What Canaanite and Lebanese Genes Do, and Don’t, Say about the Bible

Using DNA extracted from ancient skeletons found near the Lebanese city of Sidon, scientists have concluded that the modern-day inhabitants of Lebanon derive 93 percent of their genomes from their Canaanite predecessors. Breathless reports in the popular press ignored the fact that archaeologists and linguists have long considered the Phoenicians—ancient inhabitants of what is now Lebanon—to be one of many Canaanite peoples, and that the new research only confirms what has long been thought. Equally unfounded is the repeated statement that the new evidence disproves biblical accounts of the extermination of the Canaanites. Jonathan Bernier sets the record straight:

The biblical text records the God of Israel commanding the ancient Israelites to destroy all the Canaanites, and we also find in the text assurances that He will deliver them into Israel’s hands. That, however, is not the same as saying that it happened. . . . And indeed, the books of Joshua and Judges make clear that certain portions of the population were not wiped out, and throughout the subsequent historical writings we again and again see “indigenous” Canaanite populations and persons playing a significant role in Israelite history. The biblical writers acknowledge that the Canaanites were not wiped out. They acknowledge, and they lament—for they see these people of the land as perhaps ultimately the single most significant external threat to Israel’s existence. . . .

Looking more specifically at the details in this study, we find that the ancient material used to produce the DNA profile came from Sidon. Now, that’s . . . quite significant, as the book of Joshua never reports that Sidon was destroyed, while Judges 1:31 lists it explicitly as a city that was never conquered by Israel. Moreover, Sidon appears repeatedly as a non-Israelite city throughout the balance of the Hebrew Bible. In other words, . . . there is no biblical claim that the people of Sidon were ever wiped out and in fact a biblical awareness that they weren’t. Far from contesting the biblical claims on the matter, the DNA confirms them. . . .

Although I have never made a systematic study of the matter, I am generally impressed by the extent to which various streams of data tend to cohere when it comes not just to biblical history but to ancient history more generally.

You have 2 free articles left this month

Sign up now for unlimited access

Subscribe Now

Already have an account? Log in now

Read more at Critical Realism and the New Testament

More about: Archaeology, Canaanites, Genetics, Hebrew Bible, History & Ideas, Lebanon

No, Israelis and Palestinians Can’t Simply Sit Down and Solve the “Israel-Palestinian Conflict”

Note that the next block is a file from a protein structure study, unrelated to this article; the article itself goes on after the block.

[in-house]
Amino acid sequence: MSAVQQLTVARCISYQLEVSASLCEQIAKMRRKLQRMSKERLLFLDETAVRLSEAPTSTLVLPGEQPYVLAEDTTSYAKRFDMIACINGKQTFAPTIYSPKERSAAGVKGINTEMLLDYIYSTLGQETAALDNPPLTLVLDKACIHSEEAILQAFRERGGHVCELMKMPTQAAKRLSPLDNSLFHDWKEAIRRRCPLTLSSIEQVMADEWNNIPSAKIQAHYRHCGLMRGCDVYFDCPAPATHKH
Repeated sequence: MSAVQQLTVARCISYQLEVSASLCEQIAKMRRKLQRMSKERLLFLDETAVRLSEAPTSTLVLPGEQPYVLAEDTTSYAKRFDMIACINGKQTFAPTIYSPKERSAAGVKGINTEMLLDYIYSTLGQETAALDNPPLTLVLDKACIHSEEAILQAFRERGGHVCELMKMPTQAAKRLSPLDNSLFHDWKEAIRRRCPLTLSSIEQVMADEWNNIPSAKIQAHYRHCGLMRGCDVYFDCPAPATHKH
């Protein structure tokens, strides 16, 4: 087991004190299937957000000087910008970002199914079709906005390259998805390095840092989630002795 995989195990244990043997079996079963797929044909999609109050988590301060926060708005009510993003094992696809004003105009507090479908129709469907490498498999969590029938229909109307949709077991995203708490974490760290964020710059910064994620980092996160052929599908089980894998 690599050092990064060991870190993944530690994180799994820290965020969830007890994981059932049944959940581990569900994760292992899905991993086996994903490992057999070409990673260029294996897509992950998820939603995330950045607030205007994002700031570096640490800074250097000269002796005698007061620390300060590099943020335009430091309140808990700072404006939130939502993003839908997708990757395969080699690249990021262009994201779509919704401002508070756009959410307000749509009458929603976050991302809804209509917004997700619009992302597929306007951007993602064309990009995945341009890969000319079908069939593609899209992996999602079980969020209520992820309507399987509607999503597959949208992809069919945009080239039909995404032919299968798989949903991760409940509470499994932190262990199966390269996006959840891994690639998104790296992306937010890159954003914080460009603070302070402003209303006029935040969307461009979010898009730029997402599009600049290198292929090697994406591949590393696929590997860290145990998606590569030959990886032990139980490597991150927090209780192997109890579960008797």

Jan. 17 2019

By “zooming out” from the blinkered perspective with which most Westerners see the affairs of the Jewish state, argues Matti Friedman, one can begin to see things the way Israelis do:

Many [in Israel] believe that an agreement signed by a Western-backed Palestinian leader in the West Bank won’t end the conflict, because it will wind up creating not a state but a power vacuum destined to be filled by intra-Muslim chaos, or Iranian proxies, or some combination of both. That’s exactly what has happened . . . in Gaza, Lebanon, Syria, and Iraq. One of Israel’s nightmares is that the fragile monarchy in Jordan could follow its neighbors . . . into dissolution and into Iran’s orbit, which would mean that if Israel doesn’t hold the West Bank, an Iranian tank will be able to drive directly from Tehran to the outskirts of Tel Aviv. . . .

In the “Israeli-Palestinian” framing, with all other regional components obscured, an Israeli withdrawal in the West Bank seems like a good idea—“like a real-estate deal,” in President Trump’s formulation—if not a moral imperative. And if the regional context were peace, as it was in Northern Ireland, for example, a power vacuum could indeed be filled by calm.

But anyone using a wider lens sees that the actual context here is a complex, multifaceted war, or a set of linked wars, devastating this part of the world. The scope of this conflict is hard to grasp in fragmented news reports but easy to see if you pull out a map and look at Israel’s surroundings, from Libya through Syria and Iraq to Yemen.

The fault lines have little to do with Israel. They run between dictators and the people they’ve been oppressing for generations; between progressives and medievalists; between Sunnis and Shiites; between majority populations and minorities. If [Israel’s] small sub-war were somehow resolved, or even if Israel vanished tonight, the Middle East would remain the same volatile place it is now.

You have 1 free article left this month

Sign up now for unlimited access

Subscribe Now

Already have an account? Log in now

Read more at New York Times

More about: Hizballah, Iran, Israel & Zionism, Israeli-Palestinian Conflict, Middle East